They would have also already paid for the travel costs of staff, along with the transportation and set-up of installations at their airshow booths including static displays.

Organiser Experia Events will take the biggest hit. The usual matrices for determining the success of the show, ranging from the value of contracts signed and the number of government, trade, and public visitors will undoubtedly take a hit, while the move to reduce tickets available on the public days on Saturday and Sunday will see a drop in revenue from those sales compared to the 80,000 sold last year.

However, despite what has been described by Experia’s managing director Leck Chet Lam as “trying circumstances”, this is almost certain to be a one-off hit for the show owing to a black-swan event. Few expect the next iteration of the Singapore Airshow to take place amid a similarly bleak backdrop.

The Singapore Airshow is the only aerospace and defence event in the Asia-Pacific that provides marketplace and networking opportunities for commercial aviation and defence suppliers to showcase new technology and solutions, and is seen as a critical node in the aviation sales calendar along with the Paris Air Show in Europe and the Dubai Air Show in the Gulf.

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The 2018 edition was estimated to have brought in a whopping S$343 million to Singapore’s economy, a 4 per cent increase compared to 2016, and saw the attendance of 54,000 trade visitors including 65 of the top 100 global aerospace companies. 

More participating companies say they formed a strategic partnership or expect to finalise a sale at the Singapore Airshow in 2018 compared to 2016.

Instead, more worrying for the aviation industry as a whole is the effect of the outbreak on travel and other trade figures worldwide, with the tourism sector in Singapore expecting to see the number of visitors fall by 25 to 30 per cent this year, according to the Singapore Tourism Board.

VOTE OF CONFIDENCE

Still, there were some notable companies who decided to stick around. Aerospace giants Boeing and Airbus maintained a strong presence at the CEC, with Boeing emphatic that it remained “fully committed” to the Singapore Airshow.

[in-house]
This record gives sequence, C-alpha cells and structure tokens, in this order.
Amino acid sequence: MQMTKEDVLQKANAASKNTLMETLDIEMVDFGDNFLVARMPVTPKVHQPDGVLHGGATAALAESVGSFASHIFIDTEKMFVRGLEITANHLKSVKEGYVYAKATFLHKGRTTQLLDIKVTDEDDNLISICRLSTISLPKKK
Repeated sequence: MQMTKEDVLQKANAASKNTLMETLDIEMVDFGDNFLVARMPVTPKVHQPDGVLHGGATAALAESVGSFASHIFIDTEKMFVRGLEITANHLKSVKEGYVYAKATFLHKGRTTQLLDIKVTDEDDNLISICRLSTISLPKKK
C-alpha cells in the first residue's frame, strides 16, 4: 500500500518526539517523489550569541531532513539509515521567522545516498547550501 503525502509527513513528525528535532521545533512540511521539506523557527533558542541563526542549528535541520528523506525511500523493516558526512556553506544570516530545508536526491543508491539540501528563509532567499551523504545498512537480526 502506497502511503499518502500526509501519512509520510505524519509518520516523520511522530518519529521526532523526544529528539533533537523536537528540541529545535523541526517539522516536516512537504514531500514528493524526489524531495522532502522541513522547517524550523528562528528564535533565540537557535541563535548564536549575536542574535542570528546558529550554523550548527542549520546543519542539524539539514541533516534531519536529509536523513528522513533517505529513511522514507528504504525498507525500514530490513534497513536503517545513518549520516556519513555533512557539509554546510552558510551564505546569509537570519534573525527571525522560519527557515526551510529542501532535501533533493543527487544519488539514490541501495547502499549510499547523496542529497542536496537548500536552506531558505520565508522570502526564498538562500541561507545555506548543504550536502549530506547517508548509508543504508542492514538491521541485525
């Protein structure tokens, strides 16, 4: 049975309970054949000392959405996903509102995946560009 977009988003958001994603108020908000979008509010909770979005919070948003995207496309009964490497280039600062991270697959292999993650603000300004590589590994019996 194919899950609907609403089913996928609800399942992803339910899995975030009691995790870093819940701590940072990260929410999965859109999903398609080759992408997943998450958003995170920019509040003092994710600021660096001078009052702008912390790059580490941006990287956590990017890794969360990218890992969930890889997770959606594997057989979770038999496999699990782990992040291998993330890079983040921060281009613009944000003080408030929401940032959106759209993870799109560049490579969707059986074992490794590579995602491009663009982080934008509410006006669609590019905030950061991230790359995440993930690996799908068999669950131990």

Visitors look at Boeing 787 and 777 models on display at the Singapore Airshow
Visitors look at Boeing 787 and 777 models on display at the Singapore Airshow AFP/Roslan RAHMAN

The US Department of Defense also maintained a strong, albeit reduced presence. In addition to its F-22 and F-35 flying displays, a powerful delegation of officials and senior military officers attended the airshow, including the head of the US Air Force’s Pacific Air Forces General Charles Q Brown Jr and Assistant Secretary of State for Political-Military Affairs R Clarke Cooper.

Other notable defence leaders, including Malaysian Defence Minister Mohamad Sabu, Malaysian Armed Forces Chief General Affendi Buang and Indian Air Force Chief Marshal Rakesh Kumar were also in Singapore.

The presence of such heavyweights is surely a vote of confidence placed on the measures Singapore authorities have taken to curb the spread of the novel coronavirus, which has sickened more than 25,000 people and killed over 1,000 since late last year.

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Indeed, General Brown told reporters at a media roundtable on the eve of the show he was satisfied with the measures Singapore has taken based on his conversations with the US Embassy in Singapore along with the Chief of the Republic of Singapore Air Force Major-General Kelvin Khong prior to his arrival. He also made a point to shake the hands of all the reporters present before starting his roundtable.  

The coronavirus outbreak might have created a hiccup for the 2020 edition but there’s no reason to think this speed bump will slow the long-term growth of the Singapore Airshow.

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Mike Yeo is the Asia reporter for US-based defence publication Defense News.

Source: CNA/sl